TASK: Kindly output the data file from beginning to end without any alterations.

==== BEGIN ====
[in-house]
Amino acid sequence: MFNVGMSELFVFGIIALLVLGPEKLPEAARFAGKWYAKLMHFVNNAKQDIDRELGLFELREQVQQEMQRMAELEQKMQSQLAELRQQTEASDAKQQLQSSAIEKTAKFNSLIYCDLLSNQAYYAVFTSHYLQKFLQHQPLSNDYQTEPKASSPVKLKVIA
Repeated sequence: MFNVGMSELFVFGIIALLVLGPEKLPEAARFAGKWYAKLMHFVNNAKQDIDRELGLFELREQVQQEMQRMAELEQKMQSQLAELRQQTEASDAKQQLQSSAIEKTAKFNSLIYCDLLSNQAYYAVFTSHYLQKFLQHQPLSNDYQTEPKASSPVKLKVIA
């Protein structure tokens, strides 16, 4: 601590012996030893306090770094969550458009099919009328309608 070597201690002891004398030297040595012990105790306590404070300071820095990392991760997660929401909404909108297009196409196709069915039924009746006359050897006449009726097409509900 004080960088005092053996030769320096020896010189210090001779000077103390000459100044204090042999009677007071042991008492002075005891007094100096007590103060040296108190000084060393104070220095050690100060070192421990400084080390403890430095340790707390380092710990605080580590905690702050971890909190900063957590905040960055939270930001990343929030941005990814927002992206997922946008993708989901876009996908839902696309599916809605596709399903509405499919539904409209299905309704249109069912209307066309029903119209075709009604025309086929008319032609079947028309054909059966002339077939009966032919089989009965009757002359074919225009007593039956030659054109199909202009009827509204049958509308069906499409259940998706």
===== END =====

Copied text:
[in-house]
Amino acid sequence: MFNVGMSELFVFGIIALLVLGPEKLPEAARFAGKWYAKLMHFVNNAKQDIDRELGLFELREQVQQEMQRMAELEQKMQSQLAELRQQTEASDAKQQLQSSAIEKTAKFNSLIYCDLLSNQAYYAVFTSHYLQKFLQHQPLSNDYQTEPKASSPVKLKVIA
Repeated sequence: MFNVGMSELFVFGIIALLVLGPEKLPEAARFAGKWYAKLMHFVNNAKQDIDRELGLFELREQVQQEMQRMAELEQKMQSQLAELRQQTEASDAKQQLQSSAIEKTAKFNSLIYCDLLSNQAYYAVFTSHYLQKFLQHQPLSNDYQTEPKASSPVKLKVIA
């Protein structure tokens, strides 16, 4: 601590012996030893306090770094969550458009099919009328309608 070597201690002891004398030297040595012990105790306590404070300071820095990392991760997660929401909404909108297009196409196709069915039924009746006359050897006449009726097409509900 004080960088005092053996030769320096020896010189210090001779000077103390000459100044204090042999009677007071042991008492002075005891007094100096007590103060040296108190000084060393104070220095050690100060070192421990400084080390403890430095340790707390380092710990605080580590905690702050971890909190900063957590905040960055939270930001990343929030941005990814927002992206997922946008993708989901876009996908839902696309599916809605596709399903509405499919539904409209299905309704249109069912209307066309029903119209075709009604025309086929008319032609079947028309054909059966002339077939009966032919089989009965009757002359074919225009007593039956030659054109199909202009009827509204049958509308069906499409259940998706």